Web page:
Could a buy-to-let property in Walsall save you from pension oblivion?


I met up with a friend this week who is also a landlord.  He is from the south west part of the country and also uses the services of a professional managing agent to manage his portfolio.  As we were talking, over some light lunch, the subject had to come up and so we obliged.  My friend told me how he was going to rely on his property portfolio to save himself from pension oblivion.  This of course got me thinking so I thought I’d share those thoughts with you below.

So, in terms of your working life, consider this: if you were born in the early 1970’s or late 1960’s, if you haven’t started to think about it yet, retirement is closer than you think.

In fact, the number of years you have left to work is less than the number of years you have worked.

The basic state pension is worth £115.95 a week for a single person in 2015/16 (or £6,029 a year) and £231.90 a week for a couple (£12,118 a year) as long as your partner has paid their national insurance contributions.  As a household, could you live on just over £12k a year?  I think for most Walsall landlords (if not all) the answer would be a resounding ‘no’.

However, could the Walsall property you’re living in save you from poverty when you reach retirement?  A regular income is vital in retirement, and the bricks and mortar you own in Walsall could provide a way for you to finance the rest of your life when you retire.

If you are in your 30’s, instead of saddling yourself with bigger and bigger mortgages, going from your first-time-buyer flat, to a terraced, to a semi-detached, and then a large detached house, you could instead keep your terraced or small semi, turning it into a buy-to-let property, let the rent pay the mortgage, and then rely on capital growth to provide you with a lump sum when you sell the property and retire.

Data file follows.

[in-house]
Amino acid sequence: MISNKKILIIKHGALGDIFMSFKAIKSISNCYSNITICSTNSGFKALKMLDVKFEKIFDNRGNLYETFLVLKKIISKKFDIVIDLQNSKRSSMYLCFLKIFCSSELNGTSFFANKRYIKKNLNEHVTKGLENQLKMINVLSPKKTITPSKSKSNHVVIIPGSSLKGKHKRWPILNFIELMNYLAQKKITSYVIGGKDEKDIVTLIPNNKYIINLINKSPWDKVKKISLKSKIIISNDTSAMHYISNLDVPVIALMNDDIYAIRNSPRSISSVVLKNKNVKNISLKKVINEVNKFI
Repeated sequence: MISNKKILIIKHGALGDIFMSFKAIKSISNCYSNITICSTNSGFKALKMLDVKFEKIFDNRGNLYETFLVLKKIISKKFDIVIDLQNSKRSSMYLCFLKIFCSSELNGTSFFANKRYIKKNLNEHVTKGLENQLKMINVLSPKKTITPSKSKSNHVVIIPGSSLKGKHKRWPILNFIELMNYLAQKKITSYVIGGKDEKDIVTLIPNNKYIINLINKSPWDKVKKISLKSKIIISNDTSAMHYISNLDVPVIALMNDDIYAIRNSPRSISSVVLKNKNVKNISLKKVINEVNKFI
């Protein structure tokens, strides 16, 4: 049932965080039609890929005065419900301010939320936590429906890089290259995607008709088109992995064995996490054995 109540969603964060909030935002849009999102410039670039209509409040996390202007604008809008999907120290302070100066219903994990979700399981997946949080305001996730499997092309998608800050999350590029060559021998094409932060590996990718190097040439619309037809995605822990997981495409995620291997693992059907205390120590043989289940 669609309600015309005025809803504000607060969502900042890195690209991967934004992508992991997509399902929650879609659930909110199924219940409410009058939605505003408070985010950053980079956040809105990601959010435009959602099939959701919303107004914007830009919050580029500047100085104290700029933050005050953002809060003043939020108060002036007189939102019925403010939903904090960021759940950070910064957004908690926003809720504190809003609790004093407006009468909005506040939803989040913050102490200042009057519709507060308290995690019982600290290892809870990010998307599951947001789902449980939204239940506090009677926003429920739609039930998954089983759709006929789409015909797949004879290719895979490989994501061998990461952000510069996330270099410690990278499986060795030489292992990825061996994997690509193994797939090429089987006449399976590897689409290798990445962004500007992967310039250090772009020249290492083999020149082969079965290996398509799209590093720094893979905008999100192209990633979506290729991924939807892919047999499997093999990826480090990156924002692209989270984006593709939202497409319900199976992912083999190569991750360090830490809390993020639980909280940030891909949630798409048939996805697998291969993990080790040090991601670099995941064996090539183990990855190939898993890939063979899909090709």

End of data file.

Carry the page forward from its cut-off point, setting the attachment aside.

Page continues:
One of the biggest plus points of buy-to-let property investment in Walsall is known as leverage.  So, for example, if you have a deposit of 25% and the value of the property rises by 3% a year, your gains in fact multiply to 12%.

However, if property prices drop, ‘leverage’ can be catastrophic, as losses will also be multiplied.

If you had bought a house in Walsall in the Spring of 1983 for £20,000, using a 75% mortgage and 25% deposit, meaning your deposit would be £5,000.

Today, that property would have raised in value to £125,950 – a rise of 529.75%.

However, buy-to-let is not all about capital growth and in retirement: income is more important than capital growth, as rent is the key to a steady income.  So, is the best strategy to buy those Walsall properties with the high rents, when compared to the value of the property?

Possibly, but the properties that offer these higher yields (in the order of 6% to 8% per year) tend to be in such areas as Caldmore, Pleck, Palfrey, Birchills or Chuckery in Walsall, as historically they haven’t offered such good capital growth when compared to the borough average, have a higher tendency for void periods, and such properties tend to attract rented property tenants that have a greater propensity to be high maintenance.

Therefore, if a high maintenance rental portfolio wasn’t for you, another strategy could be to buy a property in Walsall with relatively smaller rental returns of 4% to 6% per year (i.e. lower yields), but in a more affluent area such as Tamebridge, Aldridge or Parkhall.

Properties such as these tend to suffer from less void periods (i.e. when there is no tenant in the property paying rent) and they have usually had better long term capital growth when compared to the borough average.

Every private property landlord in Walsall is different and every property is different.  All I suggest to you is do your homework.

As regular readers will know, I am happy to share my knowledge and experience of the Walsall Property Market, high yields, high capital growth, what to buy, and what not to buy, and where to buy can always be found in my Walsall Property Blog.

Phone: 01922 311016


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